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From Under A Rock: Prometheus

July 30, 2016 | Posted by Michael Ornelas
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From Under A Rock: Prometheus  


Sometimes we can’t help but love a movie that a lot of people despise. Whether we feel it’s misunderstood (which for me, is the case here), or are just willing to overlook obvious flaws for one reason or another, our feelings are unbending to the vitriol from others. This week, we’re taking a look at one of my favorite modern sci-fi movies, somewhat of a prequel to my all-time favorite movie, and, visually, one of the most brilliant cinematic experiences of all-time.

You only get one first time, and for some people, it comes later than it does for others. This particular column is about documenting the first viewing of a “classic” movie or TV show determined at the discretion of Aaron Hubbard and Michael Ornelas in alternation.

Last week Aaron webbed Michael into watching Spider-Man 2. This week Michael takes Aaron out from under the proverbial rock for Prometheus.

Released: June 8th, 2012
Directed by: Ridley Scott
Written by: Jon Spaihts & Damon Lindelof
Noomi Rapace as Elizabeth Shaw
Michael Fassbender as David
Charlize Theron as Meredith Vickers
Idris Elba as Janek
Guy Pearce as Peter Weyland

Michael Ornelas: I kind of already spilled my heart about this movie at the top, but yeah, I absolutely love this movie. It’s such an imaginative piece of visual art, and despite some nitpicks from the common Joe, I have yet to sour on this film. The story dives into the origins of my favorite movie monster ever (the Xenomorph) while juggling its own characters effectively with a fantastic ensemble cast. Thematically, this film is also a force to be reckoned with. Anyways, Aaron, what’d you think?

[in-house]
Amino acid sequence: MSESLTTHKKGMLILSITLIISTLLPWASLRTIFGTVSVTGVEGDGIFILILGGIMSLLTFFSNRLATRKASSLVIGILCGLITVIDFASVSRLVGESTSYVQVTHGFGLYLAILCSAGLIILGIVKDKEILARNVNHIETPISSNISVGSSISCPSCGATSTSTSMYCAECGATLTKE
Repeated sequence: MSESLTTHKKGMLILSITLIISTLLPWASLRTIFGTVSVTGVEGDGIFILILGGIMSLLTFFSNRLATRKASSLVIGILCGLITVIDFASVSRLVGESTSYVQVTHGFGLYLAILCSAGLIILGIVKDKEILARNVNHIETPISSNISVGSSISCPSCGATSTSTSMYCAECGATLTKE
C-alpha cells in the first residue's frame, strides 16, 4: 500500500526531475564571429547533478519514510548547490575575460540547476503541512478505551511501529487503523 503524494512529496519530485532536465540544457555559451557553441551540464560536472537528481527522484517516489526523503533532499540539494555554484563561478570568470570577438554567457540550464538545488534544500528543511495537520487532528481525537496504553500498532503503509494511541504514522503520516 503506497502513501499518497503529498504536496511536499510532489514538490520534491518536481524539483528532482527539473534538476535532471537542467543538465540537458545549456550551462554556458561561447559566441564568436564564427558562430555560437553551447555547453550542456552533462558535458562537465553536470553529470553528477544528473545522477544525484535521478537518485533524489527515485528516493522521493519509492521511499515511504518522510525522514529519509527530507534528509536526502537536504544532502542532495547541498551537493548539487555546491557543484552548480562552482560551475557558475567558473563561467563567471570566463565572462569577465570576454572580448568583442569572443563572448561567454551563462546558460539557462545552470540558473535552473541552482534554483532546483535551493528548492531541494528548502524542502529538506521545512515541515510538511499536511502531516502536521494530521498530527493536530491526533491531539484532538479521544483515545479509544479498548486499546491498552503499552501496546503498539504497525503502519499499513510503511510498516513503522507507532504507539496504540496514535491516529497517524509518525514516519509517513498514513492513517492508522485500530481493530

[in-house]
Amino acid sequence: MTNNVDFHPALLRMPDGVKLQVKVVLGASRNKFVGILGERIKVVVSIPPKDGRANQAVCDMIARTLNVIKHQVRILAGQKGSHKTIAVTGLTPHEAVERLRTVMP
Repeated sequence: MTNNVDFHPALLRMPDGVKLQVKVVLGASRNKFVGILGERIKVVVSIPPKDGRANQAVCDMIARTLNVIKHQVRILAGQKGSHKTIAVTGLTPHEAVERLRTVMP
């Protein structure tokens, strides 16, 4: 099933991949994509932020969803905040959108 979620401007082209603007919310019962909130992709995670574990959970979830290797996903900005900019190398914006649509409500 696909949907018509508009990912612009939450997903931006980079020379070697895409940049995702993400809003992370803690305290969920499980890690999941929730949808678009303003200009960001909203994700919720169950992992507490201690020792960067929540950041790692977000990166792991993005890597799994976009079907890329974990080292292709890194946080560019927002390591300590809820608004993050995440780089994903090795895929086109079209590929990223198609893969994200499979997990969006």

Aaron Hubbard: My opinions on the film are generally positive but somewhat reserved. I think it is thematically dense and fun to analyze, and has (mostly) strong performances. But it didn’t quite grab me as much as it did you, partially because of some of the themes.
Exploring a New World
Michael: While it would have been really easy to dive back into a story involving Xenomorphs on their home planet, or overtaking another one, Ridley Scott chose to go in a different direction with this film, and I appreciate that. What we saw in Prometheus was the creation of a whole new world (even literally, based on the opening scene), and then we got to see our characters explore this planet that’s new to the lore. Everything had an updated look, the story surrounded the findings of the planet, and we got our chance to “meet our maker,” so to speak. This world was stunning, from ship design to the relics and even the costumes our characters explored it in. I knew I was going to enjoy this movie as soon as I saw the scene with David on the ship alone come to fruition. The way that was all done spoke to me as a fan of the visual components of film, and it carried the movie forward for me.

Aaron: I think you can go back to the original Alien film and see a lot of the same things on display: Ridley Scott knows how to tell a story with images. We learn about David primarily through watching his routine, we learn about the Engineers mostly through drawing conclusions from visual evidence. I really enjoyed this aspect of the film as it made me feel the same sense of discovery that Elizabeth Shaw was feeling. In a sense, this movie is kind of an archeological dig; there aren’t obvious answers but they are there if you look hard enough.